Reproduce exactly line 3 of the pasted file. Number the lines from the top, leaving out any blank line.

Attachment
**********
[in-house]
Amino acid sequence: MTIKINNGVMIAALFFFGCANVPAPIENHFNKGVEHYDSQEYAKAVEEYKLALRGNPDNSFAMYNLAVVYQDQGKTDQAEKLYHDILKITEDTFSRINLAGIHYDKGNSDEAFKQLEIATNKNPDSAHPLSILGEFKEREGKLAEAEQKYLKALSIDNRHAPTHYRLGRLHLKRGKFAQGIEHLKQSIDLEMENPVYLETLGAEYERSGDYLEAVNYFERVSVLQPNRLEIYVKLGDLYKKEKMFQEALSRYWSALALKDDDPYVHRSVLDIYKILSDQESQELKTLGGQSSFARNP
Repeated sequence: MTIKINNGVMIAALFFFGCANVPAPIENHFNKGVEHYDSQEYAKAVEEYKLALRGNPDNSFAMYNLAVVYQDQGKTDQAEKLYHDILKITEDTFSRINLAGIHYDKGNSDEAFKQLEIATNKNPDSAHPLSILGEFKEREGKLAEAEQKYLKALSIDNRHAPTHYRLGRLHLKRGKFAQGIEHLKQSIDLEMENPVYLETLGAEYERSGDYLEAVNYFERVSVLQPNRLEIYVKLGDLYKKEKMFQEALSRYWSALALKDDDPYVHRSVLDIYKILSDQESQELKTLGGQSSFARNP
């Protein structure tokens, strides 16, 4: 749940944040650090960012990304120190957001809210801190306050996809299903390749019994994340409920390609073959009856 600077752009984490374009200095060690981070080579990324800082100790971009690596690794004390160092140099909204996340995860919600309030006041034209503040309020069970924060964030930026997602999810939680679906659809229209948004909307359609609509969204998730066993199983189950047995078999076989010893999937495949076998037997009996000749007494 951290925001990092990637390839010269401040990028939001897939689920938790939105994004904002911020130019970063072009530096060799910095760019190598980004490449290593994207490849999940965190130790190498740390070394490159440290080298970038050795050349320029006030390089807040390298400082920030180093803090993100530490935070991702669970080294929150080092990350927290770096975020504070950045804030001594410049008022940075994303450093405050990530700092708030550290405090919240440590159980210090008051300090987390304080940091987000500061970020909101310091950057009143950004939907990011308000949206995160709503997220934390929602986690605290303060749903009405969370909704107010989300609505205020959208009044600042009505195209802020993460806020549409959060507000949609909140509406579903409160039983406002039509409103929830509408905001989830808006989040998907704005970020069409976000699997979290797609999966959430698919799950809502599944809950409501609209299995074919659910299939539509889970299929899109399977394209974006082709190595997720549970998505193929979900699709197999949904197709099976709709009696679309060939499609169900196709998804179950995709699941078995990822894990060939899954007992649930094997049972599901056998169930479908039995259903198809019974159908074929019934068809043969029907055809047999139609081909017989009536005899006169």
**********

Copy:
Repeated sequence: MTIKINNGVMIAALFFFGCANVPAPIENHFNKGVEHYDSQEYAKAVEEYKLALRGNPDNSFAMYNLAVVYQDQGKTDQAEKLYHDILKITEDTFSRINLAGIHYDKGNSDEAFKQLEIATNKNPDSAHPLSILGEFKEREGKLAEAEQKYLKALSIDNRHAPTHYRLGRLHLKRGKFAQGIEHLKQSIDLEMENPVYLETLGAEYERSGDYLEAVNYFERVSVLQPNRLEIYVKLGDLYKKEKMFQEALSRYWSALALKDDDPYVHRSVLDIYKILSDQESQELKTLGGQSSFARNP